Home, Garage and Shed Builders in Chesapeake VA
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Building a new home or addition starts with big aspirations and is frequently tempered by the reality that money is, in fact, an object, and the dream home has to come to earth eventually.
For many new homeowners, this is the first time they’ve ever worked with an architect, and that can be intimidating.
In this article we’ll take you through the steps of finding and vetting an architect for your new home, garage, or shed.
While these structures don’t seem fully analogous, and they aren’t, there are many things they have in common during the design and building process.
To begin with, we should cover some basic principles of design that will dictate what kind of plans you’ll end up with and what architects might work the best to help you draft them. First of all, you’ll want to decide on the overall style of your structure. If it’s a new home, other homes in the area will give you an idea of what works or doesn’t in your neighborhood. You probably don’t want to be the homeowner building a classic Spanish Revival home on a block that’s only populated by Cape Codders. Whatever the structure is, take a good, honest inventory of what your new structure needs to store. If it’s a home, that’s going to include all of your furniture, people, and pets, as well as whatever growth you hope for your family in the time you plan to spend in the house. Think about your long-term goals. If they include new family members or a work-from-home business, you may need more space than you think.
If you’re looking to build a garage, shed, or other outbuilding, you’ll probably want to match the style of the existing home. Some things to look out for: are the building materials still available? Do you like the style of the home, or do you plan to modify it substantially at some point down the road? What will the visibility of your structure be like from the street? Your architect or draftsman will need to know the answers to these questions to make sure your new building flows seamlessly with the existing architecture.
For homes, your choice in architect is much wider than any other structure. If you’re buying from a pre-planned community, you’ll have plans to choose from, but if you’re starting from scratch, the world is your oyster. The other side of that coin, though, is that you may have more choices than you can reasonably narrow down. Asking friends and relatives might be helpful, but if none of them have experience recently, it can just as easily be frustrating. In this case, ask local contractors and builders, as well as interior decorators who come highly recommended to you. These professionals will have working relationships with architects, and will generally only vouch for people whose work they trust and whom they find easy to work with.
For sheds and garages, you may be able to get away with using an experienced designer or draftsman. This is someone who has learned the skill of drafting building plans, but for any number of reasons, has not become certified as an architect. For unattached outbuildings, in particular, the plans are frequently simple enough that you might not need to pay the surcharge an architect will command for the title alone. Find these professionals through recommendations, as above, or trade magazines and publications in your area.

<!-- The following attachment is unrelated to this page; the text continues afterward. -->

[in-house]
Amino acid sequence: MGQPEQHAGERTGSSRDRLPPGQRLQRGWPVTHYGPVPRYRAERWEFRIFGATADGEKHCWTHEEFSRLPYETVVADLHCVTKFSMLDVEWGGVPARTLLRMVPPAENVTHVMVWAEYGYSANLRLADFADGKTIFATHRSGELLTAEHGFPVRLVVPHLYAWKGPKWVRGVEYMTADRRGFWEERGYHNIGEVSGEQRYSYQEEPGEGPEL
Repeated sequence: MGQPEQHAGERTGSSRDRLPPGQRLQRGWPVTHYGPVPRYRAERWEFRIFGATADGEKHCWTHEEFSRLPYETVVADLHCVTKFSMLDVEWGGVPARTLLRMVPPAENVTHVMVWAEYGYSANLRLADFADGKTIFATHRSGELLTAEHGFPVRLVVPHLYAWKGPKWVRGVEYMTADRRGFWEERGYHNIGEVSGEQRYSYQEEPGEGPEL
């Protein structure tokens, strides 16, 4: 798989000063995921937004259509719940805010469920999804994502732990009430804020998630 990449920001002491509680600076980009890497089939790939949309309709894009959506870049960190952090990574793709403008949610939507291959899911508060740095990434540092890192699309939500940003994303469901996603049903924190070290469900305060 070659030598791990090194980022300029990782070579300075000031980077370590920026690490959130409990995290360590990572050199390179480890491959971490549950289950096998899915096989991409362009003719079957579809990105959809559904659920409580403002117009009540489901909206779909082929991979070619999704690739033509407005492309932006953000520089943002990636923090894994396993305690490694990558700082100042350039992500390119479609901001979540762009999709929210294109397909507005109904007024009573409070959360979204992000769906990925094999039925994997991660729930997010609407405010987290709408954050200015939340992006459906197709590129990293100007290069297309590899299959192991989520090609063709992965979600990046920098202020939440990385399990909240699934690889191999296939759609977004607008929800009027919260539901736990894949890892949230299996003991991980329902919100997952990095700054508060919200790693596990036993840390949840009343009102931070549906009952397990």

Narrowing It Down
Once you have a pool of potential candidates, your next task is to weed out the ones that aren’t a good fit for your project. For an initial pare-down, the following questions are helpful.
- Do you have experience with this particular style? Whatever your structure, and whatever style you choose, you are going to want someone who is familiar with that particular type of job. Do some research before you go on similar styles and time periods so that if you find the perfect candidate, but they don’t have your exact style in their portfolio, you can easily check to see if they’ve done something similar before that could be adapted.
- What are your fees and how do you schedule your payments? This might seem a little blunt to ask as the second question, but really, once you’ve figured out if someone can do the work you need from them, it only makes sense to find out if you can afford to pay them for that work. There’s no use wasting either of your time on further questions if the payment policies don’t work for you.
- What are some potential delays or hiccups I might expect on this project? A good architect can predict where things might go wrong and will let you know in advance. For instance, if a certain type of foundation isn’t suitable for your particular design request, but that’s a common one in your area due to drainage conditions or weather, the architect should be able to let you know that upfront, before they ever put pencil to drafting paper.
- What is the timeframe for a job of this size? At what point during that process will I be able to take plans to my financial institution for my loan application? Will you be able to be involved in construction oversight? If so, which parts, and what is your schedule like? These questions will give you some insight into how involved you can expect your architect to be and how responsive they are to your scheduling needs.
Working with a professional and experienced architect is a wonderful, enlightening experience in how good design can open up possibilities for your home or structure that you didn’t even know existed. This possibility is what you’re looking for, so you’ll have to take time during the selection process to weed out any candidate who doesn’t offer that. In the end, though, when your structure is completed and exactly what you envisioned, it will be worth it.